The September issue of Forbes magazine has an interesting case about the plight of trader Todd Newman, whose insider trading conviction was overturned by a court of appeals, and then the Supreme Court, by refusing to take the case, affirmed that ruling.
What is at stake? As many who have been "educated" in insider training by their companies know, there is really no actual law around insider trading except a provision in the law to prevent fraud in trading. Historically, as the article notes, it's punished when the tipper is rewarded for inside information that the company prohibits disseminating--really it depends on what the company decides is illegal use of its information.
For Newman, however, prosecutor Preet Bharara used a novel interpretation that did not prosecute any tippers (there were four layers, something of a "telephone game" tipping), the tip was actually wrong, broke legal ground in using wiretaps and raids, whether Miranda rights were read is disputed, and a 20 minute drive to a courthouse apparently took an hour and a half. Most importantly, historically it's vital to prove that the tipper and the recipient know that it is nonpublic information obtained illegally, but Bharara and prosecutress Antonia Apps persuaded the judge to ignore this provision.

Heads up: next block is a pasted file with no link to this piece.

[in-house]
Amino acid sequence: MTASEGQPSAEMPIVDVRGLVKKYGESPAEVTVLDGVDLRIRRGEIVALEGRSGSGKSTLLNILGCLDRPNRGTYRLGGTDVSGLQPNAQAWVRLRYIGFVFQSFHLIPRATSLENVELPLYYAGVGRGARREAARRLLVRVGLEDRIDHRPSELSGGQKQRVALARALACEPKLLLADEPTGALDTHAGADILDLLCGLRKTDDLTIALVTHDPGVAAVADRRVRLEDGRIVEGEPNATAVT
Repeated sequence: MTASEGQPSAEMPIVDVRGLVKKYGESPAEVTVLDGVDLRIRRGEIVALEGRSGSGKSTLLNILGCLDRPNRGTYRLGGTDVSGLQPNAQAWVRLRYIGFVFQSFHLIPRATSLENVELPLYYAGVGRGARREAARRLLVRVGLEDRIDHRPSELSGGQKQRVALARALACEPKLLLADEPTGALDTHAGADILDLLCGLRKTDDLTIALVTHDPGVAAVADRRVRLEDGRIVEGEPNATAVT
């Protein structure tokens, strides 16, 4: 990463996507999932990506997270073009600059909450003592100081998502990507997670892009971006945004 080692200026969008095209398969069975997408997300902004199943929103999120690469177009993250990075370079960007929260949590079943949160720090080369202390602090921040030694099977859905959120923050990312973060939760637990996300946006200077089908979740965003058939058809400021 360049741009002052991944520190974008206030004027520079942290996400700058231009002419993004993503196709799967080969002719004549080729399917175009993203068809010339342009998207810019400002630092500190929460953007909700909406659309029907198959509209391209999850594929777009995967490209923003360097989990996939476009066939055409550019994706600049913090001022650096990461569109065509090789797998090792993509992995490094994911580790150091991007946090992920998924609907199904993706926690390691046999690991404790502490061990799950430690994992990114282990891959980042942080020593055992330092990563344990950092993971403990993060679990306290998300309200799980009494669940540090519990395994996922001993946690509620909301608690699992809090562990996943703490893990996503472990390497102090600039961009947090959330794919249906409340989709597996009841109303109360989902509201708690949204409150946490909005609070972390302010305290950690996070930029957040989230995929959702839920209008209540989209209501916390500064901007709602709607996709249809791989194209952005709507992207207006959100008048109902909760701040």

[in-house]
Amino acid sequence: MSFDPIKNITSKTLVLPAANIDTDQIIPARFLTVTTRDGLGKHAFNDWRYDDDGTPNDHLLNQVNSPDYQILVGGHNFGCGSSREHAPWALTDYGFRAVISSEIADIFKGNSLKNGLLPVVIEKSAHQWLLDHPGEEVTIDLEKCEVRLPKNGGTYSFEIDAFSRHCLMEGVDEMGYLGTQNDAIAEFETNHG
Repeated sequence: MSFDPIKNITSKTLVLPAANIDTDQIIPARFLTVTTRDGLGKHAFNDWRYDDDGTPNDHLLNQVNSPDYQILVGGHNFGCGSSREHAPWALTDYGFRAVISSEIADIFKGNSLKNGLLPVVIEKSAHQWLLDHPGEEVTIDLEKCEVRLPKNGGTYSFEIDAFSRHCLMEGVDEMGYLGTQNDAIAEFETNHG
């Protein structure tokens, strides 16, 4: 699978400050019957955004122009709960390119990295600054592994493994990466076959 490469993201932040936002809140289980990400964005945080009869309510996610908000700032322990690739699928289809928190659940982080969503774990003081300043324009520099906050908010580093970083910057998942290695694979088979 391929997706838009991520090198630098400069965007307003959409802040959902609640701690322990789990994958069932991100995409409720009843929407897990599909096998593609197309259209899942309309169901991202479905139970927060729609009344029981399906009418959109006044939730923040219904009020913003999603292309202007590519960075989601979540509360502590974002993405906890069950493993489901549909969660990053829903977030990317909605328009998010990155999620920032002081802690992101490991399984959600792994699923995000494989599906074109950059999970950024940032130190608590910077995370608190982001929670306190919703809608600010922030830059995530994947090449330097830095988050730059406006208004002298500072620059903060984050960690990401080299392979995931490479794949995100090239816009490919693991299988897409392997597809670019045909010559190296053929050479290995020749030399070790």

In other words, Bharara and Apps were making up the law as they went along and using various intimidation tools to try to make it stick. In the process, they destroyed a company and the careers of many of its employees, depriving at least half a dozen people of years of their lives.
What to do? Well, given the definition of fraud I've linked above, the question of intent and compensation certainly ought to play a part in insider trading law, and first of all Congress ought to actually define it. Moreover, since Bharara and Apps apparently forgot their lessons on Article 1 of the Constitution, I'd suggest that at least two other people need to lose their careers as a result of this.
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